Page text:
Unlike today's tripods, which permit multiple angles, those of Carleton Watkins's day allowed only limited maneuverability. The radical perspective employed when he photographed these treetops required placing the camera on its back after the plate was coated and fitted into place. By masking the corners of this image, Watkins amplified the tree trunks and emphasized their organic character.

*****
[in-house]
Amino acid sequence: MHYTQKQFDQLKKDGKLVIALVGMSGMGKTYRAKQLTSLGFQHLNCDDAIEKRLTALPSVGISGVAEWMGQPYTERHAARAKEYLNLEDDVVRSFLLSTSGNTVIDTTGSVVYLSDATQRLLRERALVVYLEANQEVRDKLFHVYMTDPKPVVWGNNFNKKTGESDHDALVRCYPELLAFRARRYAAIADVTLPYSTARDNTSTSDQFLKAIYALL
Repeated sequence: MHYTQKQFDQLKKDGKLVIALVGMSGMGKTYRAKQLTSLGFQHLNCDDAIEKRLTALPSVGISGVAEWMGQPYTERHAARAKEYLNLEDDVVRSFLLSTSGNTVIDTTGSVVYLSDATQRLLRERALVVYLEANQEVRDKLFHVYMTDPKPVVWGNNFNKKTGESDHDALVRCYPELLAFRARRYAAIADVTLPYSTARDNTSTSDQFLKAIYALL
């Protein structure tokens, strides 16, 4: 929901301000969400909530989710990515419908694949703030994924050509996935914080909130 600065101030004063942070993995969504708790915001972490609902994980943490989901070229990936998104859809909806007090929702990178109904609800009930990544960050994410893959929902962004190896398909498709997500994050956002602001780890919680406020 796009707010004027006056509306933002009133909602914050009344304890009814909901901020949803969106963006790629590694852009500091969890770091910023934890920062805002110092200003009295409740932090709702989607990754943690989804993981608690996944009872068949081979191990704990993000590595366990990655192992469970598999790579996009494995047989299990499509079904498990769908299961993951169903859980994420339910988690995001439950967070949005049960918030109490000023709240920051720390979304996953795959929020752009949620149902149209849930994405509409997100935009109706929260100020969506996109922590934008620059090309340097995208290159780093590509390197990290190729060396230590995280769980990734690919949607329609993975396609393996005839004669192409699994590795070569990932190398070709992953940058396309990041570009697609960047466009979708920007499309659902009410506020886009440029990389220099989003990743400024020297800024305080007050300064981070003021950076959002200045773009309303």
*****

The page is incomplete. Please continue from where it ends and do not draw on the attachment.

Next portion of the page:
As Watkins's career progressed, he developed more experimental ways to take photographs. His New Series, images taken after 1876, reflected the technical and aesthetic growth that took place in the fifteen or so years that elapsed since he began as a daguerreotype operator.